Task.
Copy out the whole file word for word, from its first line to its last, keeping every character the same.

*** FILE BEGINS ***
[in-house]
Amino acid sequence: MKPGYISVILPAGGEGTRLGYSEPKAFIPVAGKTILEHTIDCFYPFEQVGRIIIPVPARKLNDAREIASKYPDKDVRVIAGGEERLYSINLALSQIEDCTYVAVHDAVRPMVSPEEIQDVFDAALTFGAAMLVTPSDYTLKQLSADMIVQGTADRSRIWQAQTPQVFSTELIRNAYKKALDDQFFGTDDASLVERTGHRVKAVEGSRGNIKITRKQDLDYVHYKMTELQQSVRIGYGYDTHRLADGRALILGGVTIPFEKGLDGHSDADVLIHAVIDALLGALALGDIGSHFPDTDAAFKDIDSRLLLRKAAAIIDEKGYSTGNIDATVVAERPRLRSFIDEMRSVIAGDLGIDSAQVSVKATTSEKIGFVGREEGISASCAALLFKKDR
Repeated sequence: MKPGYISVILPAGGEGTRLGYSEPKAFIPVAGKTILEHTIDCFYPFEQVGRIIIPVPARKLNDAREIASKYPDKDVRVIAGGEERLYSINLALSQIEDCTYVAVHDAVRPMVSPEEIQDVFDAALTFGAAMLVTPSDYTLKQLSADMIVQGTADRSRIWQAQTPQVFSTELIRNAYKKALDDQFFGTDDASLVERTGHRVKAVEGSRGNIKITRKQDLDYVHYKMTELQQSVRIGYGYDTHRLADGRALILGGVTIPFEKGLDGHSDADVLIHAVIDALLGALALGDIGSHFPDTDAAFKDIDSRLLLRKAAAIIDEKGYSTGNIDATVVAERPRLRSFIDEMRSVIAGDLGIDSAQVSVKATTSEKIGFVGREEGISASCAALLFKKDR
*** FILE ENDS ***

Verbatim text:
[in-house]
Amino acid sequence: MKPGYISVILPAGGEGTRLGYSEPKAFIPVAGKTILEHTIDCFYPFEQVGRIIIPVPARKLNDAREIASKYPDKDVRVIAGGEERLYSINLALSQIEDCTYVAVHDAVRPMVSPEEIQDVFDAALTFGAAMLVTPSDYTLKQLSADMIVQGTADRSRIWQAQTPQVFSTELIRNAYKKALDDQFFGTDDASLVERTGHRVKAVEGSRGNIKITRKQDLDYVHYKMTELQQSVRIGYGYDTHRLADGRALILGGVTIPFEKGLDGHSDADVLIHAVIDALLGALALGDIGSHFPDTDAAFKDIDSRLLLRKAAAIIDEKGYSTGNIDATVVAERPRLRSFIDEMRSVIAGDLGIDSAQVSVKATTSEKIGFVGREEGISASCAALLFKKDR
Repeated sequence: MKPGYISVILPAGGEGTRLGYSEPKAFIPVAGKTILEHTIDCFYPFEQVGRIIIPVPARKLNDAREIASKYPDKDVRVIAGGEERLYSINLALSQIEDCTYVAVHDAVRPMVSPEEIQDVFDAALTFGAAMLVTPSDYTLKQLSADMIVQGTADRSRIWQAQTPQVFSTELIRNAYKKALDDQFFGTDDASLVERTGHRVKAVEGSRGNIKITRKQDLDYVHYKMTELQQSVRIGYGYDTHRLADGRALILGGVTIPFEKGLDGHSDADVLIHAVIDALLGALALGDIGSHFPDTDAAFKDIDSRLLLRKAAAIIDEKGYSTGNIDATVVAERPRLRSFIDEMRSVIAGDLGIDSAQVSVKATTSEKIGFVGREEGISASCAALLFKKDR